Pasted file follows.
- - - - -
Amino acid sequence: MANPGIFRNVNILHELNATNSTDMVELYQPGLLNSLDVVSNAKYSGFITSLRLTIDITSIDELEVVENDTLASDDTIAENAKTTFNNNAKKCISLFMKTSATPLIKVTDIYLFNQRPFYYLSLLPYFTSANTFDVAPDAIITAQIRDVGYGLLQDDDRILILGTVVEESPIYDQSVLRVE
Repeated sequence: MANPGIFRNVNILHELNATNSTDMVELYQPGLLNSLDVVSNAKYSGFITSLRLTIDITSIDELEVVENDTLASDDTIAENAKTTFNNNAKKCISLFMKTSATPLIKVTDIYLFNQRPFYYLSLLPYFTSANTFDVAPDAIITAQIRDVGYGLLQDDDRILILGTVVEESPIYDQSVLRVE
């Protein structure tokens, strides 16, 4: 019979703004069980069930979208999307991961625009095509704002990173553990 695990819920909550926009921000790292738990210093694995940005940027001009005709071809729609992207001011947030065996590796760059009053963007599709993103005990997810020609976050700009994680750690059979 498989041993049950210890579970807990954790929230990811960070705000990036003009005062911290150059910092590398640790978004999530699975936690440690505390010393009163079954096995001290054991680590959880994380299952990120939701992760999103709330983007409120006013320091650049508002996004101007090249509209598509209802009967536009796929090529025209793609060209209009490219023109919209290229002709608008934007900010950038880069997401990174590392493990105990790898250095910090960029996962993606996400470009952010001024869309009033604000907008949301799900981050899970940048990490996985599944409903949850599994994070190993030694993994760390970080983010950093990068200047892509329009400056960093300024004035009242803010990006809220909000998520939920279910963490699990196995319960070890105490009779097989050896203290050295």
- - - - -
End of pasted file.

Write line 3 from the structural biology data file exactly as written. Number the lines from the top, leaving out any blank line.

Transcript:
């Protein structure tokens, strides 16, 4: 019979703004069980069930979208999307991961625009095509704002990173553990 695990819920909550926009921000790292738990210093694995940005940027001009005709071809729609992207001011947030065996590796760059009053963007599709993103005990997810020609976050700009994680750690059979 498989041993049950210890579970807990954790929230990811960070705000990036003009005062911290150059910092590398640790978004999530699975936690440690505390010393009163079954096995001290054991680590959880994380299952990120939701992760999103709330983007409120006013320091650049508002996004101007090249509209598509209802009967536009796929090529025209793609060209209009490219023109919209290229002709608008934007900010950038880069997401990174590392493990105990790898250095910090960029996962993606996400470009952010001024869309009033604000907008949301799900981050899970940048990490996985599944409903949850599994994070190993030694993994760390970080983010950093990068200047892509329009400056960093300024004035009242803010990006809220909000998520939920279910963490699990196995319960070890105490009779097989050896203290050295």